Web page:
I wanted to go back to one of the points I made in my first Ramadan post, namely that how we carry ourselves during Ramadan is in itself a form of dawah. Telling people about Islam isn’t just street preaching and teaching at the masjid; it is also the image of Islam we project to the world. That doesn’t mean we do Ramadan for other people – we do Ramadan to please God (at least, in theory) – but if we are miserable, niccing out and irritable, people are going to think that Ramadan is no fun. You never know who in your entourage is Muslim-curious; I just found out a dear friend of mine is thinking of converting, when I hadn’t been “asked about Islam” by this person in the past. But regardless of whether the people around you have any interest in becoming Muslim themselves, your behavior as a Muslim has an impact on what they think of Islam and how it is practiced. You owe it to yourself and the community to present your choice of religion in the best possible light. This is more effective dawah than being a judgy fake nasihah (advice) giver who thinks s/he is “enjoining the good.”
For Ramadan, I try do this in a number of ways. The best way is to be matter-of-fact. Yes, Ramadan is a test on your system, but it isn’t something that normal people under normal circumstances can’t handle, so there is no reason to fear the fast. From the incredulous who can’t believe we can’t even have water, to the non-Muslim Ramadan police (the ones at work who ask “I thought you couldn’t eat during the day until August 20th at sundown”), you will always have people watching what you eat and what you do this month. I try not to “celebrate” having my period this month, and if for whatever reason I have to break my fast, I explain why certain people aren’t forced to fast. But speaking of “normal circumstances,” the fasts are quite long this year and some people have had trouble tweaking their schedules, some otherwise healthy people can’t fast at all, and it is what it is, who are we to judge etc. etc. I’ve actually had a lot of questions about that privately – people asking why some of their Muslim friends are eating. I find it helpful to spell out that fasting is an act of worship between you and God, and that Islam isn’t a monolith: some Muslims fast, and some Muslims don’t fast, and often for reasons only known to them. Also, food is the great unifier, and when Eid comes, you better bring that baklava and cornes de gazelle to work.
Another example of Ramadan dawah comes up when some girl always tries to talk to me about Islam at this time of the year, but not for the reasons you might expect. Whether through a phone call or an email or a hit on my blog, I can honestly say the same situation has happened to me every year for the past ten. The women change but the stories stay the same: she’s dating a brother, and he “dumps” her for Ramadan, and she has nowhere to turn but the first Muslim female she knows.
So in the light of her boyfriend’s “bad dawah,” I am put in a position of having to explain Islam to a girl who wonders why she never gets the 4am breakfast call or why nobody invites her to the masjid. To the brothers in question: I’m not going to judge you for having a girlfriend, but don’t you think there is a better way? Why do you want Islam for yourself but not for the girl you are sleeping with? Homie has a touch of the Ramadan Guilt and his girlfriend has to come ask some random girl on the internet what Ramadan is about? What makes doing something (dating) 11 months of the year ok but not ok now? How does that make us look when a guy says, “Sorry Honey, I can’t even call you during Ramadan, God said so, see you on the 20th, don’t forget the condoms”? If you are serious enough about Islam to do Ramadan, why can’t you include the person you currently spend your life with? Try to spend an iftar with her, have a honest chat about your religious practices, make her feel included. And no, I don’t think talking to your non-Muslim sexual/life partner about Islam is making the haram halal; rather, it is getting past the hypocrisy about the spectrum of one’s life choices, and being honest about its inconsistencies.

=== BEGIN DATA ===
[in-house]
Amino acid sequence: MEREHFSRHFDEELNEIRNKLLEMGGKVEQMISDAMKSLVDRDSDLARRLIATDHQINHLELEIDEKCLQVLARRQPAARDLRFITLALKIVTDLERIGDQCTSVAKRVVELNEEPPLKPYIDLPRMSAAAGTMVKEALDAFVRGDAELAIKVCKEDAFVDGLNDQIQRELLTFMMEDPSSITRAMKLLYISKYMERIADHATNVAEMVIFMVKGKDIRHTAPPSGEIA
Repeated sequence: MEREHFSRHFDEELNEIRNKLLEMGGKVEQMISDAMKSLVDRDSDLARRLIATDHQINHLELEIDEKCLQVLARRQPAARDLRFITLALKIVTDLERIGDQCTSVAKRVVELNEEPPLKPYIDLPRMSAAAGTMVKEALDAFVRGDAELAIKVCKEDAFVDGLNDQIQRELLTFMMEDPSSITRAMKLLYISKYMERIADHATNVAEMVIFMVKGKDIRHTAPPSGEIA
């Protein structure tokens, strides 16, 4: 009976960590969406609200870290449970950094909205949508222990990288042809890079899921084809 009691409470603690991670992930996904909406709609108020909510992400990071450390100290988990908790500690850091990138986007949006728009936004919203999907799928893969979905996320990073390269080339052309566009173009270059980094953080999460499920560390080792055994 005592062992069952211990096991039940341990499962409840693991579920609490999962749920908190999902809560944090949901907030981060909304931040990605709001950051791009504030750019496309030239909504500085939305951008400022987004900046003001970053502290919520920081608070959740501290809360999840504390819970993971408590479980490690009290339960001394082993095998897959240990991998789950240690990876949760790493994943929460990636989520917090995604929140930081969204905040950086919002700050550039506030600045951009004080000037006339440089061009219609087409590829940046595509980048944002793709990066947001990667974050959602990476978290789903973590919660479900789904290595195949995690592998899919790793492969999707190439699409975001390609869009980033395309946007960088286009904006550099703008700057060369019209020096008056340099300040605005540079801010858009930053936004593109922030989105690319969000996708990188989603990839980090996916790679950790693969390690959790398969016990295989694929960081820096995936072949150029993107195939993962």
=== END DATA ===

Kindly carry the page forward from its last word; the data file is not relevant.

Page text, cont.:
Making Islam look good by not being a jackass extends to the private sphere when we are around Muslims too. In fact, a lot of us, Muslim and non-Muslim, forget that another important part of Ramadan is good behavior.
Iftar stories are the stuff of legend: the stampede at the buffet table, people trying to one-up each other with blood sugar stories, not doing dishes for the person who cooked three hours for you (while fasting) because you’re “digesting”…I can’t even play that game anymore. If we are supposed to be the best of the believers, why do we see the absolute worst in human behavior in the hours around Maghrib? Moroccans even have a word for it: “tramdine,” the syndrome of people who bug out. We are responsible for our own behavior. That means we aren’t supposed to bug out during Ramadan, online or off, no matter if we think our anger is righteous, because anger still breaks the fast. That means having a protein bar in your purse if you are at the masjid or someone’s house and the food isn’t coming fast enough. That means tapering down on your nicotine and caffeine before Ramadan so you aren’t going through withdrawal. Finally, it means going past the food and realizing that other people could be going through stuff you don’t even know about.
This is as much of a reminder for me as it is for everyone else; now more than two weeks in, I wish I could have done a lot of things this Ramadan in a different way. I was so caught up in being tired and organizing my situation that I forgot to be there for some friends having a tough time. Life is a learning experience, and every Ramadan brings us new lessons. Happy fasting!
For more on Ramadan, and to read the rest of the posts in MMW’s Ramadan 2012 series, click here.